It was just recently brought up a few days ago when I started reading Eastern Body, Western Mind: Psychology and the Chakra System as a Path to the Self by Anodea Judith.

 On an emotional level, abortion constitutes a moral struggle. And no matter how liberal one’s views are, the decision is never easy.  It is nearly always accompanied by emotional turmoil, often by guilt and fear, and may entail a profound sense of grief and loss.  In addition, abortion halts the natural process of the body that is geared toward continuing the pregnancy.  Even with anesthesia, there is assault on the second chakra organs, and such a wound takes time to heal, time which is seldom acknowledged.

A woman who has just had an abortion needs to treat herself with the tenderness she would give to a rape victim, because in a sense, the womb gets raped in an abortion.

I could chalk up the first abortion to an impetuous, youthful mistake, and I promised God I’d never do it again, ever.  So it was much harder to come to terms with the second one – and not just because the twilight medications failed to work and I was aware of the whole thing and I remember it all.  There’s more to the story I can’t share.

And I believe that while that kind of experience can steal your innocence, it can not steal your substance.

I am trying to apply radical acceptance and self-forgiveness.

Have I mentioned, it’s hard?

Self-forgiveness is often not even possible, and certainly cannot be complete, until we have in some way made amends to those we’ve injured. Making amends is not for the sake of satisfying an external standard of morality. Rather, it is an expression of our belonging to the world and to our own hearts.

~ Tara Brach

I’ve injured someone all right.  In the quest for feeling like I’ve belonged, I’ve injured the one person that I needed to care for the most – me.

I even tried to go to a Rachel’s Vineyard Retreat.  I registered, paid my money, but they called me up and told me they had to cancel it.  I decided not to reschedule.

Especially after my older sister told me once, with wine in hand, that I needed an exorcism, when I had a fight with her after I told her I didn’t want to buy a fundraiser coupon book from her son when my three daughters had to sell the same books for their school.

I am a formerly A-student/ high-achieving/baby killing/pretty hate machine.

It’s exceptionally hard to get where I want to go with all the voices of the introjected judgers going viral in my head.

And I had no idea how to make amends and forgive myself.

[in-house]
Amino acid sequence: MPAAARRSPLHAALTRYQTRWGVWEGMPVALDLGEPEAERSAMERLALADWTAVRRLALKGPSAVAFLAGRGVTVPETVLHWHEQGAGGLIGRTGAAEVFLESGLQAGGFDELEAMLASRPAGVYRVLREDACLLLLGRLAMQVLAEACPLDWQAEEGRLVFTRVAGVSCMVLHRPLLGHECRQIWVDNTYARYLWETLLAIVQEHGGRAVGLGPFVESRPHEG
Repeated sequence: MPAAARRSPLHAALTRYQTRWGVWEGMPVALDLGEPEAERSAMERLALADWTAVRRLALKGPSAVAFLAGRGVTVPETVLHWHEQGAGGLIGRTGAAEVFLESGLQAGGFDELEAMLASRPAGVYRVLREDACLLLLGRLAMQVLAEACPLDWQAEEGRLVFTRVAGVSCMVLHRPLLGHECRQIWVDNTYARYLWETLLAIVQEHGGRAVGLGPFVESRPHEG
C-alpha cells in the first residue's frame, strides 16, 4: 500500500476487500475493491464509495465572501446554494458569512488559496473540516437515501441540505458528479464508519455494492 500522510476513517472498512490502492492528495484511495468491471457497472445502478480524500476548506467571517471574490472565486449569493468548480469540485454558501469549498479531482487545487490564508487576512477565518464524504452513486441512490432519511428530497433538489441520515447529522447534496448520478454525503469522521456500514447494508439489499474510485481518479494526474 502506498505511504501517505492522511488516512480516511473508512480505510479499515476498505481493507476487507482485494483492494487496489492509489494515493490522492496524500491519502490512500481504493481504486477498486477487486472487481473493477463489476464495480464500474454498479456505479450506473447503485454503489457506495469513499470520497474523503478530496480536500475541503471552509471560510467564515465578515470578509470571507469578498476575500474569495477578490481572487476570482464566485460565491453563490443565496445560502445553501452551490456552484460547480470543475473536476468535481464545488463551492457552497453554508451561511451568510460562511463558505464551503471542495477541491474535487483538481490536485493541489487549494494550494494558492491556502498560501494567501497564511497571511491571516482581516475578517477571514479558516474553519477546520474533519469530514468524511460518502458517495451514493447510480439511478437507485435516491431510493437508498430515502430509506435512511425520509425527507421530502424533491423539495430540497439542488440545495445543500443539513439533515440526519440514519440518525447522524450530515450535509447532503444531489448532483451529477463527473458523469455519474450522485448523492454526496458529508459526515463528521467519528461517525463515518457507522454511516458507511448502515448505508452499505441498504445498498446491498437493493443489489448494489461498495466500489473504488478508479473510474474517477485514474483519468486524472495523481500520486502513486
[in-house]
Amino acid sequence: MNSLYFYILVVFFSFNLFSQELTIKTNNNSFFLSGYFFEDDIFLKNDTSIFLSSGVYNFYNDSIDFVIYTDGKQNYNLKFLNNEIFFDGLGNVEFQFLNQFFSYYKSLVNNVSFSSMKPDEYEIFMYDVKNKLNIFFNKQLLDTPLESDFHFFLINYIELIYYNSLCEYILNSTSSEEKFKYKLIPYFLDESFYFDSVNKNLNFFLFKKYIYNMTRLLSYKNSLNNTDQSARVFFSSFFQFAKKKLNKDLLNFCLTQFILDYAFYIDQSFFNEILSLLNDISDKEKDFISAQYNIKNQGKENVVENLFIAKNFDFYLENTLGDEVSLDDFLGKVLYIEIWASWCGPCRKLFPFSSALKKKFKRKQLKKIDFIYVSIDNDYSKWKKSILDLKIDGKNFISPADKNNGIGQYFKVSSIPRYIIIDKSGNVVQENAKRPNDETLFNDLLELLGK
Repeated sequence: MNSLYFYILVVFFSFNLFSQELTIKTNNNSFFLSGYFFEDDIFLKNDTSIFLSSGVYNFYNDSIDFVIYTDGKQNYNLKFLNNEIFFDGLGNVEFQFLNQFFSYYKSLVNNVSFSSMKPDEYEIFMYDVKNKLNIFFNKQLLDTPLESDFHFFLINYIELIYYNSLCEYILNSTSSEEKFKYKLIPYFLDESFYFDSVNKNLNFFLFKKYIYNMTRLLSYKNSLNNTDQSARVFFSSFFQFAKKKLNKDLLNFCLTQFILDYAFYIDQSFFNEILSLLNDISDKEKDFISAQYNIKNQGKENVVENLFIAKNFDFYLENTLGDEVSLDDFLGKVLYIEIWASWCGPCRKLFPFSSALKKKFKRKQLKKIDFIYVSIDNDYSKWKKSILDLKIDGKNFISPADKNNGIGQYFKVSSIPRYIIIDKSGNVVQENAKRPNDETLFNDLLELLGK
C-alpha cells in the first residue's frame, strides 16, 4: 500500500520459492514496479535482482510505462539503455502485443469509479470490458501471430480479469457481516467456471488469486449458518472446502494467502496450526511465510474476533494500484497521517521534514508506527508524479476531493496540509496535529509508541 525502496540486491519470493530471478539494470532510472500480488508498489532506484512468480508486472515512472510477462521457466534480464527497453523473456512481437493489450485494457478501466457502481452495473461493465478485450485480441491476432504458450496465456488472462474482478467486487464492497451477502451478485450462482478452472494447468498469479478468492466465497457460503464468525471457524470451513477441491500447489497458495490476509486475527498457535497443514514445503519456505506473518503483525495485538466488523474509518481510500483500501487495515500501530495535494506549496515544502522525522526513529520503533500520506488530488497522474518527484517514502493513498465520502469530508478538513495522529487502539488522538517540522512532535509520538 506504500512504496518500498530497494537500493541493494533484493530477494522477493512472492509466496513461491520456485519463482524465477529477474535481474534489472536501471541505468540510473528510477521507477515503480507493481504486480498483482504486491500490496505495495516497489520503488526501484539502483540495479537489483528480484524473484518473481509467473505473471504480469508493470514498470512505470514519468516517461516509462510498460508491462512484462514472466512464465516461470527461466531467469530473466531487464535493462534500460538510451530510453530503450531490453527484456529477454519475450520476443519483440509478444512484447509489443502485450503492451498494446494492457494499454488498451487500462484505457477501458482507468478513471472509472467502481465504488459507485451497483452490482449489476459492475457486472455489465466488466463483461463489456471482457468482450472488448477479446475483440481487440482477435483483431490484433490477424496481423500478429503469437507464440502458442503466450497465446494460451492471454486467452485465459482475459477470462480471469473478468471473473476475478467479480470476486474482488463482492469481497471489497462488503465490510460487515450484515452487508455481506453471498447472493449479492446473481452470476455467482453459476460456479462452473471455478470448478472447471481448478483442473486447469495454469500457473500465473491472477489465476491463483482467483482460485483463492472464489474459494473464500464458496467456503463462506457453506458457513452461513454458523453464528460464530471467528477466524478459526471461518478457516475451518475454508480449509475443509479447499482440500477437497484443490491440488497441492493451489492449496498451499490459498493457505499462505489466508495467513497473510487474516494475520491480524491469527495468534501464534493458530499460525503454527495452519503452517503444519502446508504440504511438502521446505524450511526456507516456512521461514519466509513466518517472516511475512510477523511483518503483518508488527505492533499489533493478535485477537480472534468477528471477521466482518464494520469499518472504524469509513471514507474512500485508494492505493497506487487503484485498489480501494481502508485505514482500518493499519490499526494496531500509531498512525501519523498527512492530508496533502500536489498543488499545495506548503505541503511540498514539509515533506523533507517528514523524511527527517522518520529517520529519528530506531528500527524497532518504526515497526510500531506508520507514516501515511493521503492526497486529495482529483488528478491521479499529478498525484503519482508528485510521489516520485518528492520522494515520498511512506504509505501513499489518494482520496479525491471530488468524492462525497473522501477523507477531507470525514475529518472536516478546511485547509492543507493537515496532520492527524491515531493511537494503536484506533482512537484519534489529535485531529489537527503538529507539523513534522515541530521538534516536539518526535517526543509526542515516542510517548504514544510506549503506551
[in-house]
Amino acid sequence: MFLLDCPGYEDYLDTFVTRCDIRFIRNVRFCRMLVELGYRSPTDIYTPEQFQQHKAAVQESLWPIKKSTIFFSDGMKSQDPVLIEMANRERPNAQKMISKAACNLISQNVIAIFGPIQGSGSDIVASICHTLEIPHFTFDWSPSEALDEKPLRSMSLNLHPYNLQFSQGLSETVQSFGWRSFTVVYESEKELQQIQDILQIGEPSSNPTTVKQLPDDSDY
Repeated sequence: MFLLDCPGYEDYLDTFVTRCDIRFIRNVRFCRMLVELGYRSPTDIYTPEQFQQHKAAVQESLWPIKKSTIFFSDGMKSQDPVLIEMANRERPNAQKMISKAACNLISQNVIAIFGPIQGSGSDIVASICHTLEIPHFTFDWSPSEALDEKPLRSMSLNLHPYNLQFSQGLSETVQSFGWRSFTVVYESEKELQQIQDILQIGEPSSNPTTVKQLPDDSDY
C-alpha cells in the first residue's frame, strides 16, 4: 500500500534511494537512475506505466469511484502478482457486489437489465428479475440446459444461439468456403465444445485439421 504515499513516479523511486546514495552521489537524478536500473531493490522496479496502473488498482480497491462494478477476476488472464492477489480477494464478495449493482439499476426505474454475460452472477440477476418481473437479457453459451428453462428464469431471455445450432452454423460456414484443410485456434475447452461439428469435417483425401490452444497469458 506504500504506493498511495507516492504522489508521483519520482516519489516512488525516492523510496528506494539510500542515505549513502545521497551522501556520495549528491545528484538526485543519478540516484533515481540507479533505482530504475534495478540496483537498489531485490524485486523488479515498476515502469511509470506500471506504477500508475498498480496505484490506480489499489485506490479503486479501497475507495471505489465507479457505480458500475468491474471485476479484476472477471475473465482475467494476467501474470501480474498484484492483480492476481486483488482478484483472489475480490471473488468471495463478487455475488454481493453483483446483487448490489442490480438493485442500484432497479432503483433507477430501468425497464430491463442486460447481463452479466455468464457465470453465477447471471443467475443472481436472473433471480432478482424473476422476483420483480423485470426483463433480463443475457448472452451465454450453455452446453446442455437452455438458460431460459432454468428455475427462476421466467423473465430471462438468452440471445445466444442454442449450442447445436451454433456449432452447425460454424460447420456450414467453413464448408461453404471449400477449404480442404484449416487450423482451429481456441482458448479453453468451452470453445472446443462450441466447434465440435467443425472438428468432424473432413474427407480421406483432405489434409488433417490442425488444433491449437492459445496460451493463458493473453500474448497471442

Tara Brach tells me, in her cd of Meditations for Emotional Healing: Finding Freedom in the Face of Difficulty, starting won’t be as hard as I thought.

Anywhere it gets to be too painful, we can say,

“I’m sorry and I love you”

That’s all.

I’m sorry and I love you.

Right now, that’s all I have to go on.

Before I can heal the shame that binds me, and recover from the “I’d rather die, than give you control” kind of thinking,  I have to attend to these deep soul wounds I inflicted upon myself in an effort to belong.

About Casey

“the only people for me are the mad ones, the ones who are mad to live, mad to talk, mad to be saved, desirous of everything at the same time, the ones who never yawn or say a commonplace thing, but burn, burn, burn like fabulous yellow roman candles exploding like spiders across the stars and in the middle you see the blue centerlight pop and everybody goes ‘Awww!’ ~ Jack Kerouac, On The Road Again
This entry was posted in Anger, Broke Down Spirit, Buddhism, Complex-PTSD, Connection, depression, Disconnection, Grief and Loss, Highly Sensitive Person, Mindfulness, Motherhood, Radical Acceptance, Radical forgiveness, Shame, Tara Brach and tagged . Bookmark the permalink.

2 Responses to Pretty hate machine

  1. I’m on my lunch break so my time to reply is very limited right now. Thank you for sharing this post. As I read of your inner struggle, I’m left questioning what your views are on forgiveness and how it relates to letting go.. I was encouraged by more than one therapist to forgive those whom have done me harm as part of the healing process. I argued that some things simply aren’t forgivable, at least not for me. A more enlightened soul would find the capacity to do so, but in the case of me to others, for some things I am unwilling to. My current therapist asked me about forgiveness as well and I am finally to a point where I can articulate it. I’ll spare you the long answer as I’m sure you’ll understand what I’m saying.